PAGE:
The Eastern Phoebe may lack the visual appeal of a Northern Cardinal or Scarlet Tanager, but this drab little flycatcher is just as popular among birdwatchers. It's easy to identify, both for its onomatopoeic calls and tail-wagging habit. And it's often in view: An Eastern Phoebe pair will often nest on or near human-made structures. The species is a reliable herald of spring, as one of the earliest songbirds to return to eastern U.S. breeding areas.
The unusual spelling of the Eastern Phoebe's name harkens back to Greek mythology: Phoebe was the daughter of “Earth” (Gaea) and “Sky” (Uranus), another fitting tie-in to this outdoor neighbor to many.
The Phoebe Came Back
Famed ornithologist and artist John James Audubon was particularly familiar with and fond of the Eastern Phoebe, which he called the "Pewee Flycatcher." The species nested around his home in Mill Grove, Pennsylvania, where Audubon courted his neighbor and future wife Lucy Bakewell.
In 1803, Audubon carried out the first bird-banding experiment in America at Mill Grove, when he attached silver thread to the legs of Eastern Phoebe nestlings before they migrated. The next spring, he recaptured two of the marked phoebes, which had returned to his property. From that time until today, ornithologists have employed bird banding to track birds' migratory movements and to ensure accurate counts of their populations.
Late Away, Back Early
The Eastern Phoebe breeds in eastern North America, then migrates to wintering grounds from the southeastern United States to southern Mexico. It's one of the last birds to head south, often lingering until late fall. The Eastern Phoebe is also one of the first migrants to return to the breeding grounds in spring.
The Eastern Phoebe's call is a sharp chip, and its song, from which it gets its name, is a raspy, persistent fee-bee.
Phoebe Pest Control
The Eastern Phoebe is an insectivore, like related species including the Olive-sided Flycatcher and Southwestern Willow Flycatcher. Like other flycatchers, it forages using a "sit and wait" strategy, perching with tail a-wag until it spots prey, then darting out to catch it in mid-air. It also gleans invertebrates from foliage, the ground, or water surfaces. Eastern Phoebes take many insects that humans consider to be pests, including wasps, flies, spiders, centipedes, and ticks. They also eat some small fruits, especially berries, which come in handy during colder months when prey is scarce.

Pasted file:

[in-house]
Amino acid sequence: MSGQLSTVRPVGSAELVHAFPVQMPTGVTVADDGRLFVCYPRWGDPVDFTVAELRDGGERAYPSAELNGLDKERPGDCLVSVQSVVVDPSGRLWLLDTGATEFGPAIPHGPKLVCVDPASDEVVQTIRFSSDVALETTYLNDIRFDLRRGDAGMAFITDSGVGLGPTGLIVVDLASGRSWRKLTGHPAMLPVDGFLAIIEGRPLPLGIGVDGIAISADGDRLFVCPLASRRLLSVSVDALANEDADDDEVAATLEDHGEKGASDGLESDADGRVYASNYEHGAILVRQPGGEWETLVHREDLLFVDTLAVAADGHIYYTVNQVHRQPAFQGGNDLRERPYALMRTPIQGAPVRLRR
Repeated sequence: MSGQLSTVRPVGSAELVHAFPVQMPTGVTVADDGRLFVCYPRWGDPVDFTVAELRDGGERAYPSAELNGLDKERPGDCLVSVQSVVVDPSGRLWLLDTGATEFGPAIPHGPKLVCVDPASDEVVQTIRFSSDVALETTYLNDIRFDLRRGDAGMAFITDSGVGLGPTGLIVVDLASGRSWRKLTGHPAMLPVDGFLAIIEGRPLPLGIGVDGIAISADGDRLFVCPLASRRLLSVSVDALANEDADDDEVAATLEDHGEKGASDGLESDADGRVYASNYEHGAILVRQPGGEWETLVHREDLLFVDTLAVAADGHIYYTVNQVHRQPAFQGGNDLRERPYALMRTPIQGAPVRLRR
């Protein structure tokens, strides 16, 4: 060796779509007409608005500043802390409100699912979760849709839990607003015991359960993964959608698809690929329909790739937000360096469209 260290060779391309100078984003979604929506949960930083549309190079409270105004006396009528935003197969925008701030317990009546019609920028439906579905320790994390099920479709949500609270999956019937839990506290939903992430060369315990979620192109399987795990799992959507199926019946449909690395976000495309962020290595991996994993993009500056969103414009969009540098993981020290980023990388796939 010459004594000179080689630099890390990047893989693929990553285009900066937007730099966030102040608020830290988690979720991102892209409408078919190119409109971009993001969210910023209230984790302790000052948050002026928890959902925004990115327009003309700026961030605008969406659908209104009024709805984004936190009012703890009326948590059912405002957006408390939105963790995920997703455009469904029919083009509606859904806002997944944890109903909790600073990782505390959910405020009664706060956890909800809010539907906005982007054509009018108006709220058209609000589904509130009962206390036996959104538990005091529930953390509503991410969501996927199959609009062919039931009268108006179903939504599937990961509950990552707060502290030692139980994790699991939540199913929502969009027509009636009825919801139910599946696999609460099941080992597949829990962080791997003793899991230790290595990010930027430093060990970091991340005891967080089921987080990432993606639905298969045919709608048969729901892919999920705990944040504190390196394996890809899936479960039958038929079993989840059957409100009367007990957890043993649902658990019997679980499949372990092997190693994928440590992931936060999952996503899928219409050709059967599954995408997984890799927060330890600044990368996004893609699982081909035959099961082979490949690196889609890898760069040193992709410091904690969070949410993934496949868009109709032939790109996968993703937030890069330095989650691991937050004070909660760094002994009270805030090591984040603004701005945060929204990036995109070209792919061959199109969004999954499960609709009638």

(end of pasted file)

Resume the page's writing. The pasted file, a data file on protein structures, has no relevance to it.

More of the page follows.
Historically, Eastern Phoebes nested on cliff ledges and in caves, but the species has adapted to human structures as well, now often nesting on building and bridge ledges or under culverts. This adaptability has allowed the Eastern Phoebe to tolerate human changes to the landscape, and even expand its range.
Phoebes are early nesters throughout their range. Once a female accepts a mate, she begins construction of an open-cup nest of mud pellets covered with moss and lined with grasses and other soft materials. There, she lays two to six eggs. Both parents take turns incubating, and the clutch hatches after about 16 days. The male and female phoebe also share chick-feeding duties. Phoebe nestlings fledge after about two weeks, and the adults usually re-nest and raise a second brood.
Part of Changing Landscapes
Eastern Phoebe numbers have increased due to the species' ability to live alongside people. That doesn't mean these birds are free from dangers. Their nests are often parasitized by Brown-headed Cowbirds, which eject phoebe eggs before laying their own. And like other adaptable and increasing species such as the American Robin, the Eastern Phoebe must still contend with human-wrought threats including outdoor cats and pesticides. Many of ABC's policy programs help to reduce the impacts of these hazards. We also offer tips on improving your habitat to make it more welcoming to the Eastern Phoebe and other birds.
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